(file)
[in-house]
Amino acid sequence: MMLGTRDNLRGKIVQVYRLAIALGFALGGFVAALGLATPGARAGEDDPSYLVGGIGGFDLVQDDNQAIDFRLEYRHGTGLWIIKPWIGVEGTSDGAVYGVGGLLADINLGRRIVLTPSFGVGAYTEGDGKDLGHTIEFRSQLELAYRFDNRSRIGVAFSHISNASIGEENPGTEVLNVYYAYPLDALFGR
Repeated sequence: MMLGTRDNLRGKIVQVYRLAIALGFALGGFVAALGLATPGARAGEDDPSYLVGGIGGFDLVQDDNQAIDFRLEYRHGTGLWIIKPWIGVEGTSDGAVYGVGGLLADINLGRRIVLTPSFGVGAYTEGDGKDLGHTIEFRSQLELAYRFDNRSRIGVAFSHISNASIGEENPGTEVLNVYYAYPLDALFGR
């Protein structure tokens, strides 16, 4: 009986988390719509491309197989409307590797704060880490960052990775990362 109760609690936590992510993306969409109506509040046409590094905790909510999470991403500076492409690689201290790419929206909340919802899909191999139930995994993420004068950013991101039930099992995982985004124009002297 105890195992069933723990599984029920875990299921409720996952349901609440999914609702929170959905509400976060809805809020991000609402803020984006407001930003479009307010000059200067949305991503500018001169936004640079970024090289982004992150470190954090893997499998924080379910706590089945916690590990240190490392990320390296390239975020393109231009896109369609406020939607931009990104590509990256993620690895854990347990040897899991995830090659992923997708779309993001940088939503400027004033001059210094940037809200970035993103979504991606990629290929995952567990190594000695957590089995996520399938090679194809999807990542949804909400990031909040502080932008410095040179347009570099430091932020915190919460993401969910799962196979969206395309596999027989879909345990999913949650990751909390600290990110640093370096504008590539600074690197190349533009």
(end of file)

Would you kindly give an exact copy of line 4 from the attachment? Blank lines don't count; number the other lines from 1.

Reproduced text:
């Protein structure tokens, strides 16, 4: 009986988390719509491309197989409307590797704060880490960052990775990362 109760609690936590992510993306969409109506509040046409590094905790909510999470991403500076492409690689201290790419929206909340919802899909191999139930995994993420004068950013991101039930099992995982985004124009002297 105890195992069933723990599984029920875990299921409720996952349901609440999914609702929170959905509400976060809805809020991000609402803020984006407001930003479009307010000059200067949305991503500018001169936004640079970024090289982004992150470190954090893997499998924080379910706590089945916690590990240190490392990320390296390239975020393109231009896109369609406020939607931009990104590509990256993620690895854990347990040897899991995830090659992923997708779309993001940088939503400027004033001059210094940037809200970035993103979504991606990629290929995952567990190594000695957590089995996520399938090679194809999807990542949804909400990031909040502080932008410095040179347009570099430091932020915190919460993401969910799962196979969206395309596999027989879909345990999913949650990751909390600290990110640093370096504008590539600074690197190349533009």